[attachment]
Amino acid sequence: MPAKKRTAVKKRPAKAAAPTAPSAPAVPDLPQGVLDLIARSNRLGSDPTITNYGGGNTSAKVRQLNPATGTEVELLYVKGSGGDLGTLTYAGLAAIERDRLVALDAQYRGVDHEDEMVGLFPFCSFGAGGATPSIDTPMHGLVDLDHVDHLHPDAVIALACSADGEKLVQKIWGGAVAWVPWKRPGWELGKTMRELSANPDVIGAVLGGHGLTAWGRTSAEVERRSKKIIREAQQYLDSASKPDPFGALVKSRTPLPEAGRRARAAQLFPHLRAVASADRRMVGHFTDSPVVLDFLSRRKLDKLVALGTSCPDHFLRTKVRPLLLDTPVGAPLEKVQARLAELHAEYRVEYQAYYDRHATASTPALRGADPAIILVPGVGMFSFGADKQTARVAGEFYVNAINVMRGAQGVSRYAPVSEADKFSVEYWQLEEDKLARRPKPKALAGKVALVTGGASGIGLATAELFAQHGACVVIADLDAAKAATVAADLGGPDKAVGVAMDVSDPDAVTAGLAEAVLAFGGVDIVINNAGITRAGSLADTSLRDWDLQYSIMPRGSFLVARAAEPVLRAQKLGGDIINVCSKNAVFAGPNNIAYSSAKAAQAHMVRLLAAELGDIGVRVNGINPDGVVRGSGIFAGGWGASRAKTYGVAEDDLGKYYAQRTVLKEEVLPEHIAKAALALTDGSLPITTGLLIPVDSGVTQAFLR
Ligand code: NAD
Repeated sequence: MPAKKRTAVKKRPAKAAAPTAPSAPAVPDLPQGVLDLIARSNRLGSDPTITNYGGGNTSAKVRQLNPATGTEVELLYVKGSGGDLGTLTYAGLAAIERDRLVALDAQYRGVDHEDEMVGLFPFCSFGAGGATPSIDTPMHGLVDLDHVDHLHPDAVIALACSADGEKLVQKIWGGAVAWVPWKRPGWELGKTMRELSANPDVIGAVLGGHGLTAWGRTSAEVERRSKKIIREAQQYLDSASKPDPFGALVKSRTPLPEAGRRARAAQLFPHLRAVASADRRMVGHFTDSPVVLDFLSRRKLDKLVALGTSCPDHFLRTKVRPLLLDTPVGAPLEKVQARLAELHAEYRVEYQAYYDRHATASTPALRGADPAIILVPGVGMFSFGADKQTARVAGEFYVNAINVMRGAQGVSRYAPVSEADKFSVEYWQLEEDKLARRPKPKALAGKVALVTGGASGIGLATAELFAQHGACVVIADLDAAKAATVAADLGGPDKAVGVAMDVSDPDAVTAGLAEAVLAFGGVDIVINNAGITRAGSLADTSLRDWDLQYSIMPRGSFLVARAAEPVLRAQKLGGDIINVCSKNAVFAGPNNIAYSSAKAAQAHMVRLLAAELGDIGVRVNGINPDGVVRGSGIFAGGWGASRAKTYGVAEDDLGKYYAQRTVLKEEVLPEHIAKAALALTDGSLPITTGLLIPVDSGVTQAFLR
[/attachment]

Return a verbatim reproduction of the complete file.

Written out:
Amino acid sequence: MPAKKRTAVKKRPAKAAAPTAPSAPAVPDLPQGVLDLIARSNRLGSDPTITNYGGGNTSAKVRQLNPATGTEVELLYVKGSGGDLGTLTYAGLAAIERDRLVALDAQYRGVDHEDEMVGLFPFCSFGAGGATPSIDTPMHGLVDLDHVDHLHPDAVIALACSADGEKLVQKIWGGAVAWVPWKRPGWELGKTMRELSANPDVIGAVLGGHGLTAWGRTSAEVERRSKKIIREAQQYLDSASKPDPFGALVKSRTPLPEAGRRARAAQLFPHLRAVASADRRMVGHFTDSPVVLDFLSRRKLDKLVALGTSCPDHFLRTKVRPLLLDTPVGAPLEKVQARLAELHAEYRVEYQAYYDRHATASTPALRGADPAIILVPGVGMFSFGADKQTARVAGEFYVNAINVMRGAQGVSRYAPVSEADKFSVEYWQLEEDKLARRPKPKALAGKVALVTGGASGIGLATAELFAQHGACVVIADLDAAKAATVAADLGGPDKAVGVAMDVSDPDAVTAGLAEAVLAFGGVDIVINNAGITRAGSLADTSLRDWDLQYSIMPRGSFLVARAAEPVLRAQKLGGDIINVCSKNAVFAGPNNIAYSSAKAAQAHMVRLLAAELGDIGVRVNGINPDGVVRGSGIFAGGWGASRAKTYGVAEDDLGKYYAQRTVLKEEVLPEHIAKAALALTDGSLPITTGLLIPVDSGVTQAFLR
Ligand code: NAD
Repeated sequence: MPAKKRTAVKKRPAKAAAPTAPSAPAVPDLPQGVLDLIARSNRLGSDPTITNYGGGNTSAKVRQLNPATGTEVELLYVKGSGGDLGTLTYAGLAAIERDRLVALDAQYRGVDHEDEMVGLFPFCSFGAGGATPSIDTPMHGLVDLDHVDHLHPDAVIALACSADGEKLVQKIWGGAVAWVPWKRPGWELGKTMRELSANPDVIGAVLGGHGLTAWGRTSAEVERRSKKIIREAQQYLDSASKPDPFGALVKSRTPLPEAGRRARAAQLFPHLRAVASADRRMVGHFTDSPVVLDFLSRRKLDKLVALGTSCPDHFLRTKVRPLLLDTPVGAPLEKVQARLAELHAEYRVEYQAYYDRHATASTPALRGADPAIILVPGVGMFSFGADKQTARVAGEFYVNAINVMRGAQGVSRYAPVSEADKFSVEYWQLEEDKLARRPKPKALAGKVALVTGGASGIGLATAELFAQHGACVVIADLDAAKAATVAADLGGPDKAVGVAMDVSDPDAVTAGLAEAVLAFGGVDIVINNAGITRAGSLADTSLRDWDLQYSIMPRGSFLVARAAEPVLRAQKLGGDIINVCSKNAVFAGPNNIAYSSAKAAQAHMVRLLAAELGDIGVRVNGINPDGVVRGSGIFAGGWGASRAKTYGVAEDDLGKYYAQRTVLKEEVLPEHIAKAALALTDGSLPITTGLLIPVDSGVTQAFLR